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Thermaltake Tenor VB2000 HTPC CaseCase


Product
HTPC Chassis
Date
9th August 2005
Manufacured By
Supplied By
Price
Author

A Closer Look :::...

Out of the box the Tenor is a very stylish piece of kit. For me just about the only thing that spoils the look is the fact that the word "Tenor" is screen printed onto the front left, a nice, raised aluminium logo would have been extremely effective there.

The chromed strip is not only a very nice styling detail, it also separates the flip-down drive bay door on the right from the fixed portion of the fascia on the right.

Front View

 

The left side of the case features only the external connectors. No vents are utilised here. The right side is the same minus the connectors.

Side View

 

The rear of the case is fairly standard with a pair of 60mm exhaust fans sat above the motherboard's rear connector cluster. Bigger fans would be nice but there simply isn't room to accommodate anything bigger without resorting to a cross-flow blower.

Seven expansion slots are offered. Access to the innards is via three thumbscrews, though one was missing from the review sample.

The aperture provided for the PSU makes it clear that this case is able to take a regular, full-sized ATX PSU sat vertically.

Rear View

 

Below you can see how the main, drive bay door hinges open in its entirety allowing access to a genuinely commendable three 5.25" and two 3.5" external drive bays. The cable you can see, thick though it is, does nothing more than to provide power to the right hand of the two front-mounted blue LEDs used both cosmetically, and to indicate power on.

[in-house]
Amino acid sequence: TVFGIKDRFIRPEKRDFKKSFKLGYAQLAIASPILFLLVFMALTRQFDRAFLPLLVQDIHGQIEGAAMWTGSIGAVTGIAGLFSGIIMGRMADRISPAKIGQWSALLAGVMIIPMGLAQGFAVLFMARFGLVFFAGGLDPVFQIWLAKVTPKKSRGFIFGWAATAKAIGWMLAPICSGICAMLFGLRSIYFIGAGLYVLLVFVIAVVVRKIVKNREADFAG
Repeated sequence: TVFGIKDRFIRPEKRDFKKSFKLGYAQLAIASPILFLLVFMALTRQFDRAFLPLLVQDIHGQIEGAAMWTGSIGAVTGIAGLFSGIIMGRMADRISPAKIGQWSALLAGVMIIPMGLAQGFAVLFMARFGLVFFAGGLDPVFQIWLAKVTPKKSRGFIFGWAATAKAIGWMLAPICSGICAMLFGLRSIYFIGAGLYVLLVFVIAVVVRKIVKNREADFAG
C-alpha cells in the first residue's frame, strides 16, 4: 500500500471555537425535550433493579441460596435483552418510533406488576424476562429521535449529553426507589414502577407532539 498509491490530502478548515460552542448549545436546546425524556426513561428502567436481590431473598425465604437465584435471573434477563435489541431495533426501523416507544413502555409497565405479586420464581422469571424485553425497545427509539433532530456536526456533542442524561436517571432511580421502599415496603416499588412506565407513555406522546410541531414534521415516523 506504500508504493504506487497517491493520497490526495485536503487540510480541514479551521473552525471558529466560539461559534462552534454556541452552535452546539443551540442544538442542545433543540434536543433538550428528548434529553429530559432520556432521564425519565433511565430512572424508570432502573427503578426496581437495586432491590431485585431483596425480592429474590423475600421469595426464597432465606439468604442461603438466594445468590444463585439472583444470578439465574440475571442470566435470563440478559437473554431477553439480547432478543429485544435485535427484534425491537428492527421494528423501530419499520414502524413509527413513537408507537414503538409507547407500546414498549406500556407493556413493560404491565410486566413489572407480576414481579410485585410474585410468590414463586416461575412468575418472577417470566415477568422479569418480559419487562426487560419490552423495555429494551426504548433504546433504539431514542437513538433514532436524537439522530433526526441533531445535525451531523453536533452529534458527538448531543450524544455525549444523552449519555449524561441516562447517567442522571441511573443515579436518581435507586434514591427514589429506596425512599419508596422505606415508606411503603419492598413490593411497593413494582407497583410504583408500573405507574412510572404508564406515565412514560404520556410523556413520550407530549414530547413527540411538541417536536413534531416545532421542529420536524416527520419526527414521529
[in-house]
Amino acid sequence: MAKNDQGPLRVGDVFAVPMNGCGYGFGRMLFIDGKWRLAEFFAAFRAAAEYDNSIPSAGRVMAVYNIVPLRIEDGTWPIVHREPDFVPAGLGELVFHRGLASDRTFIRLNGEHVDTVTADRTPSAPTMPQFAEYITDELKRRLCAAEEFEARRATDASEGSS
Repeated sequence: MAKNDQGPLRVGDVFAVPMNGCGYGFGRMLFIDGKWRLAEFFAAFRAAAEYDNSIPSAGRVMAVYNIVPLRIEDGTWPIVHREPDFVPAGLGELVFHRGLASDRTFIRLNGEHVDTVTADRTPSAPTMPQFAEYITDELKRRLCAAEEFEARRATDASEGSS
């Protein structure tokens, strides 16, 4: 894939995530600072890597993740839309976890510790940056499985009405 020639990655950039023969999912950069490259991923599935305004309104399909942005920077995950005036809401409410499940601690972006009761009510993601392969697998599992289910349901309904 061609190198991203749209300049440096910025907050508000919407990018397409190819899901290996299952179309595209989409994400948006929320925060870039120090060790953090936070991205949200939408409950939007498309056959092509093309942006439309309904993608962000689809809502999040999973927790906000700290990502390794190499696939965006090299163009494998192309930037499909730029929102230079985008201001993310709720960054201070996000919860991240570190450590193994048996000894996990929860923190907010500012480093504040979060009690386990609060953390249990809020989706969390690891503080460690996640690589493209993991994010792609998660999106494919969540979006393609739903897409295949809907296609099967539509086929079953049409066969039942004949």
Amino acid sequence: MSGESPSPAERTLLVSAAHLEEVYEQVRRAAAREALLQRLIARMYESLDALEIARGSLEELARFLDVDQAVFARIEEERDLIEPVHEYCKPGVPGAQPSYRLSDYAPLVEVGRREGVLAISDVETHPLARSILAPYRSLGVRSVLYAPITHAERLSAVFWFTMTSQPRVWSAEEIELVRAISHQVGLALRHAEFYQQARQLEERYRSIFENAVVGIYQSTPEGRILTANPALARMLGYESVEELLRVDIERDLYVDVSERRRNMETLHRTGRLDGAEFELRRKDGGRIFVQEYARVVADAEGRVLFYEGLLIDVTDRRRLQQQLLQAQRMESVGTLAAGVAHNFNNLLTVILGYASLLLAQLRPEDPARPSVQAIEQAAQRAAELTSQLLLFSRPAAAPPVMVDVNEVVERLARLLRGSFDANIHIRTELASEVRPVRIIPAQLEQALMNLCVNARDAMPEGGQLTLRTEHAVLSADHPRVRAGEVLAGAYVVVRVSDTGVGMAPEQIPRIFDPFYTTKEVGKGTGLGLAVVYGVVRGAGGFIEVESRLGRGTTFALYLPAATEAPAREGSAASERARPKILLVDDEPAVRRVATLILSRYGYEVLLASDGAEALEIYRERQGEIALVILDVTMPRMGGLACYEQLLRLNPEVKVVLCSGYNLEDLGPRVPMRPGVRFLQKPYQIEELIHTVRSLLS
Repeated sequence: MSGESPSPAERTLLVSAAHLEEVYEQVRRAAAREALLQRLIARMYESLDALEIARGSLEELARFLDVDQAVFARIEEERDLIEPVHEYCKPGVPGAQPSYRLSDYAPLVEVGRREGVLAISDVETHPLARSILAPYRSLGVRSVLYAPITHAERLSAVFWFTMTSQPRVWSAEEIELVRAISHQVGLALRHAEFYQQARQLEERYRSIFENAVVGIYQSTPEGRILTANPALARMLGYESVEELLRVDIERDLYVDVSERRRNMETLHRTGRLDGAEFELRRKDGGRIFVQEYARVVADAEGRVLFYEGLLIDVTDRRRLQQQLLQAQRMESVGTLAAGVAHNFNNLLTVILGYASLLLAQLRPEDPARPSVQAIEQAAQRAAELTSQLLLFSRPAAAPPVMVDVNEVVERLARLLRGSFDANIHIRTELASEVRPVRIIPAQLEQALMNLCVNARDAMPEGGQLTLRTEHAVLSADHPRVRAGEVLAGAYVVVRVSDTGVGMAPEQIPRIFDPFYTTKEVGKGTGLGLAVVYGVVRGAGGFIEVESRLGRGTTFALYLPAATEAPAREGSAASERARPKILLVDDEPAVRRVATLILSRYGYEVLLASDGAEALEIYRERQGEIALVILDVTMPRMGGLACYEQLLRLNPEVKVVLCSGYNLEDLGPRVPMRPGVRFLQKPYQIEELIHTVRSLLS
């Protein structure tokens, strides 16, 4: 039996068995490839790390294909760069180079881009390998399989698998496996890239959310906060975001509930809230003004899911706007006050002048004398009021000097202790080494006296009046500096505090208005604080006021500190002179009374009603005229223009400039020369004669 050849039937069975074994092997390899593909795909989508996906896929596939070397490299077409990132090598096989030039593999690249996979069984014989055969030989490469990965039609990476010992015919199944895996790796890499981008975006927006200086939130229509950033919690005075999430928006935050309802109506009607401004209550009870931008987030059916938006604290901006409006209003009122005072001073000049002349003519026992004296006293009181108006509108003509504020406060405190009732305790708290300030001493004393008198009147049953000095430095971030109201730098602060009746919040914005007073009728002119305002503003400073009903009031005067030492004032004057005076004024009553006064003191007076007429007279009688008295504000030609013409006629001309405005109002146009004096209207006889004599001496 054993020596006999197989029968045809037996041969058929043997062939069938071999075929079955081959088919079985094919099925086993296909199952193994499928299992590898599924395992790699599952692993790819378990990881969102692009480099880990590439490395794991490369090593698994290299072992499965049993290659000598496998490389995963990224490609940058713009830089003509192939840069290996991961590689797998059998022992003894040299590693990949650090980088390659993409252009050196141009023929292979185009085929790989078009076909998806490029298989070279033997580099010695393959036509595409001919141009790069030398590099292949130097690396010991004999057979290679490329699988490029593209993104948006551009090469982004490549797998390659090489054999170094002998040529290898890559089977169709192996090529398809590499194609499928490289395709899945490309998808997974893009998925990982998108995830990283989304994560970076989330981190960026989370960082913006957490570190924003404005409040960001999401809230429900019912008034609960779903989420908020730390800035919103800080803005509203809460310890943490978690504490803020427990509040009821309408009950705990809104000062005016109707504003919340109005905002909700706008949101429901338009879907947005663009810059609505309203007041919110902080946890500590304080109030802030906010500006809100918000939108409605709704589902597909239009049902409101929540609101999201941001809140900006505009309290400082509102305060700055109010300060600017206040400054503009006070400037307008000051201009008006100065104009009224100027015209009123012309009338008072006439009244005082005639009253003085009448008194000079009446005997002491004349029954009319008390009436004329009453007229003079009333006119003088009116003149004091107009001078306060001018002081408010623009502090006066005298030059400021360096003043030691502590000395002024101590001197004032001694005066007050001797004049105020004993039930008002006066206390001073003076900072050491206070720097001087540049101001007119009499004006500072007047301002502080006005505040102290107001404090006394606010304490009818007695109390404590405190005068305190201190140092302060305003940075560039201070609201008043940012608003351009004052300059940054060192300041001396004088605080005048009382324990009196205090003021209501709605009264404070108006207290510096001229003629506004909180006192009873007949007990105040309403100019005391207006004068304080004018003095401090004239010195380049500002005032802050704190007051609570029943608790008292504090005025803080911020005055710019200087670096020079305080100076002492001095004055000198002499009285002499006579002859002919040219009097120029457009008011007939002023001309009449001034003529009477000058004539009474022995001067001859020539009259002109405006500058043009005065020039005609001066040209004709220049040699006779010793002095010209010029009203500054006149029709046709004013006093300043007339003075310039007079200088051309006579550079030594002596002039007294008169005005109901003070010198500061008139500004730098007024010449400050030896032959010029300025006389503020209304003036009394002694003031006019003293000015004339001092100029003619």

Flip Down Drive Bay Door

 

A classy touch is that the drive bay door has a geared, soft-open mechanism so it swing open gently rather than just flopping open. Is the mechanism durable? No idea, though I've been deliberately rough with for the past few weeks that doesn't really equate to a couple of years of harsh (read kids) handling.

Of slightly more concern to me in terms of durability are the push-to-close style door clips which seem incredibly fragile to look at, though may go on to function perfectly happily for years in practice. Time will tell.

Soft-Opening Mechanism

 

In the large, main drive bay door is a smaller sub-door giving access to the lower of the three 5.25" external drive bays. It's unlikely you'll get an optical drive in this bay as will usually foul on at least part of the installed motherboard, and Thermaltake in fact show this bay populated with one of iMon's VFD panels, though equally you could opt for any 5.25" format device that would benefit from such access.

The drawback with an iMon VFD or any infrared receiver in this bay is that because it's recessed you may get a drastically reduced operating angle from the remote if the receiver is placed close to one edge or the other rather than central, as it is with the iMon VFD.

Top View Down

 

Similar push-to-close clips are used to secure the sub-door, and similar concerns are raised about their durability. I consider this more of an issue with the sub door as there is no stop behind it to protect it from being pushed too far into the aperture it sits in. In my opinion it needs one.

Front Panel Sub-Door

 

Again we hit one of my bugbears.Wile having the external connectors positioned on the side in this way tidies up the front panel, and makes perfect sense when the Tenor sits on a shelf, those who tend to place such devices in TV or HiFi cabinets (and that's most of the UK population at least), will find they immediately become rendered useless. I understand the benefits but would love to see the option to undo a couple of screws and move them to the front for those who's sooner have them there. Maybe that part of the case where "Tenor" is printed should be made to hinge up with an aperture behind there for them?

Front Panel Connectors

 

Two USB2.0 and a single Firewire port, a mic and a headphone sockets are available.

Front Panel Connectors

 

 

Top Views Down

 

 

 
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